April 2011
Volume 52, Issue 14
ARVO Annual Meeting Abstract  |   April 2011
Apoptotic Pathways of Antimicrobial Peptide-Induced Death of Uveal Melanoma Cells
Author Affiliations & Notes
  • Joseph C. Manarang
    College of Optometry, University of Houston, Houston, Texas
  • Alan R. Burns
    College of Optometry, University of Houston, Houston, Texas
  • Alison M. McDermott
    College of Optometry, University of Houston, Houston, Texas
  • Footnotes
    Commercial Relationships  Joseph C. Manarang, None; Alan R. Burns, None; Alison M. McDermott, None
  • Footnotes
    Support  NIH EY13175, EY007551, EY017120, Texas ARP, UHCO sVRSG
Investigative Ophthalmology & Visual Science April 2011, Vol.52, 511. doi:
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      Joseph C. Manarang, Alan R. Burns, Alison M. McDermott; Apoptotic Pathways of Antimicrobial Peptide-Induced Death of Uveal Melanoma Cells. Invest. Ophthalmol. Vis. Sci. 2011;52(14):511.

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      © ARVO (1962-2015); The Authors (2016-present)

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Purpose: : Antimicrobial peptides (AMPs) exhibit cytotoxicity to mammalian cells possibly through an apoptotic process, which appears to be AMP specific and cell dependent. AMPs are also known to exhibit preferential cytotoxicity to tumor cells primarily due to a strong electrostatic interaction, which imparts an exciting potential for anti-tumor therapy. The purpose of this study is to characterize and visualize the apoptotic process and specific pathways involved in AMP-induced cell death of uveal melanoma cells.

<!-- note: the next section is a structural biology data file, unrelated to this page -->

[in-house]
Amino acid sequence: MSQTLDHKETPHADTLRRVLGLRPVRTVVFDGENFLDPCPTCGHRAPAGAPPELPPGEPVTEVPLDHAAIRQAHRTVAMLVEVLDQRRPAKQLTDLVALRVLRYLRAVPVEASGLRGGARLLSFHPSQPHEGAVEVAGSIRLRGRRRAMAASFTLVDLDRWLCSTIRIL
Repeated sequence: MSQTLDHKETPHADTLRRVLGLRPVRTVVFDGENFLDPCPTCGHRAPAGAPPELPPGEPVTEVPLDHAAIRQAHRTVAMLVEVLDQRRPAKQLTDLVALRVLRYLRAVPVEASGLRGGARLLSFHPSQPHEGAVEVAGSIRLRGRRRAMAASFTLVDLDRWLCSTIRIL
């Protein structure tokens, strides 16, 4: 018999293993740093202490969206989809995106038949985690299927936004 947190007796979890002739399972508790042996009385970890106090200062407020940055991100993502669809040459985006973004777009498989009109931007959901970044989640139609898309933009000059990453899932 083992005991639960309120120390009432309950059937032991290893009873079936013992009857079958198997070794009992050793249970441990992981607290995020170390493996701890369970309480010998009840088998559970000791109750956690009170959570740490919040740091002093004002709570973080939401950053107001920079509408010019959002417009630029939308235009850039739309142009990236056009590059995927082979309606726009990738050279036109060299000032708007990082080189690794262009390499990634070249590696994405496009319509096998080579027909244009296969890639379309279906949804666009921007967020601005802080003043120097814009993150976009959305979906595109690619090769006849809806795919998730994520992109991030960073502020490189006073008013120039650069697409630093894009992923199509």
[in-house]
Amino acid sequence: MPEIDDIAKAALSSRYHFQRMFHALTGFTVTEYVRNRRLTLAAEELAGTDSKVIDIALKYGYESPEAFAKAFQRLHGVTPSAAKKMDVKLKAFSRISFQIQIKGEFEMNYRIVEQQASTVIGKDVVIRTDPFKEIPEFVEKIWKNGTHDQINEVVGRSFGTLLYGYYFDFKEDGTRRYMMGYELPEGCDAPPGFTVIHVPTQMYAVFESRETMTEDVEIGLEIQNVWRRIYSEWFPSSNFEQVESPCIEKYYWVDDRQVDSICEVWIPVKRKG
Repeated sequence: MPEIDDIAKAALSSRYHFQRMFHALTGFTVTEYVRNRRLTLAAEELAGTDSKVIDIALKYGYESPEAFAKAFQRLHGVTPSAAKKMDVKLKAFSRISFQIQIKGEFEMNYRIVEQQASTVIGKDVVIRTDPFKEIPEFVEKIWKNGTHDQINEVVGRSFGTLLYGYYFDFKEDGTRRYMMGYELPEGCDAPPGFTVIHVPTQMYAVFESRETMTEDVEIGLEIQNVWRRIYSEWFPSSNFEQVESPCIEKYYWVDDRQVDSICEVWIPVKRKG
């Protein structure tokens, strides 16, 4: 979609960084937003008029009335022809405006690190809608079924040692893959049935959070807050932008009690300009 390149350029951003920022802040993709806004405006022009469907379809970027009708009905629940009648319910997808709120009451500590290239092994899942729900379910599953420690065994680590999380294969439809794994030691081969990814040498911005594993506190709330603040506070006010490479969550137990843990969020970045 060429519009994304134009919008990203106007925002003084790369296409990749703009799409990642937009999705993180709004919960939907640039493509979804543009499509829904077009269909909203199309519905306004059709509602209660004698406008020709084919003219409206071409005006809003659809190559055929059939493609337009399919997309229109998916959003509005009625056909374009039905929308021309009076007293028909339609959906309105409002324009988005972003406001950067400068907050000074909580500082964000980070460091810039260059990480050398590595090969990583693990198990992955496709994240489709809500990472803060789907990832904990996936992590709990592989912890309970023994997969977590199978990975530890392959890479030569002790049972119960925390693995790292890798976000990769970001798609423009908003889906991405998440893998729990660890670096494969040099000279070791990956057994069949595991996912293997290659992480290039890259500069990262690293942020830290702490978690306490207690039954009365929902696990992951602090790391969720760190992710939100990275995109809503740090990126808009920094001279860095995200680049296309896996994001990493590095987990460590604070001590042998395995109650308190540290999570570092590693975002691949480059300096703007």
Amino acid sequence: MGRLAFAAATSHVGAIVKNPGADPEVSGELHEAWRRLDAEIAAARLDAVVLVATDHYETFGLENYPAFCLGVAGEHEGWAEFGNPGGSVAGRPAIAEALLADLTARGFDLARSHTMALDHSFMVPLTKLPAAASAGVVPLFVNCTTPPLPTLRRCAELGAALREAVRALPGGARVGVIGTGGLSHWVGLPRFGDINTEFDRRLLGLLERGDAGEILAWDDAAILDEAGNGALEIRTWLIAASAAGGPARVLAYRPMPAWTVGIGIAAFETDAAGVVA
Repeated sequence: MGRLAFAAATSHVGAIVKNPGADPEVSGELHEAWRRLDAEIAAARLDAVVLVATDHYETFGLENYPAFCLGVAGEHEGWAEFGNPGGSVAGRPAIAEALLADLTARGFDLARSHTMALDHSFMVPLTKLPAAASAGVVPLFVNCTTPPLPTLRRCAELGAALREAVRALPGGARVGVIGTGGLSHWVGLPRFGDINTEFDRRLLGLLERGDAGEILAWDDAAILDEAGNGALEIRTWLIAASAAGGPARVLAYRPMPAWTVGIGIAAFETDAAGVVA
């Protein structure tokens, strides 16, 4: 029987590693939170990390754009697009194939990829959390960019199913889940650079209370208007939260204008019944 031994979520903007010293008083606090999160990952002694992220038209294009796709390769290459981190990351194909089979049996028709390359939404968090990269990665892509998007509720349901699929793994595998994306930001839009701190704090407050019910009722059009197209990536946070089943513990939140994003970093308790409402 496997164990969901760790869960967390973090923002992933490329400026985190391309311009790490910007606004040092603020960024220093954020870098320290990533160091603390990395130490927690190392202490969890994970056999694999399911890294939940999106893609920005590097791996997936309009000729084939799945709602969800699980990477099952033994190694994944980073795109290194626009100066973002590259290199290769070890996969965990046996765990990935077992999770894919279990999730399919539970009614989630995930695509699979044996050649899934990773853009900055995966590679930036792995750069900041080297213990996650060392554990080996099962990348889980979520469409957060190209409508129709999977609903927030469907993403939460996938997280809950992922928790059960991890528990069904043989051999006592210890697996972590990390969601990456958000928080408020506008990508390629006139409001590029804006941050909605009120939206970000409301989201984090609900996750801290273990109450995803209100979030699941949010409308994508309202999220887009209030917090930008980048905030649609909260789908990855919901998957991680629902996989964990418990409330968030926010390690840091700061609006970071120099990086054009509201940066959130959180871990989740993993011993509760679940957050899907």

Methods: : OCM3, OCM8, OMM2.5, SP6.5 and MKT-BR uveal melanoma cells were treated for upto 24 hours with 25-500 µg/ml of Human Neutrophil Peptide-1 (HNP-1), cathelicidin LL-37, magainin II, cecropin B or 2 µM staurosporine as a positive control. Active caspase 3 production was quantified by flow cytometry, phosphatidylserine translocation to the outer membrane was determined by Annexin V binding, and loss of mitochondrial transmembrane potential was visualized by JC-1 staining and live cell imaging for upto 14 hours using a Deltavision deconvolution microscope. For all experiments n=2-3 depending on cell type. Statistical analysis was performed using Student’s t-test where applicable with P<0.05 considered significant.

Results: : Caspase 3 activation increased proportionally with length of exposure to 2µM staurosporine, from 1.93 + 2.02% active caspase 3-positive cell population in the untreated group, to 75.4 + 13.1% at 24 hours exposure (P=0.0007). AMP treatment did not result in significantly increased caspase 3 activation compared to untreated cells. AMPs did not cause detectable phosphatidylserine translocation as determined by flow cytometry or time-lapse imaging of Annexin V:FITC binding. Live imaging of AMP treated cells showed a shift from punctate red fluorescence of JC-1 dimers in healthy mitochondria, to diffuse green fluorescence of JC monomers in about 3-5 hours indicating loss of mitochondrial transmembrane potential.

Conclusions: : Antimicrobial peptide-induced cytotoxicity to uveal melanoma cells is exerted through an intrinsic pathway of apoptosis involving loss of mitochondrial transmembrane potential, and is caspase independent.

Keywords: apoptosis/cell death • melanoma • uvea 

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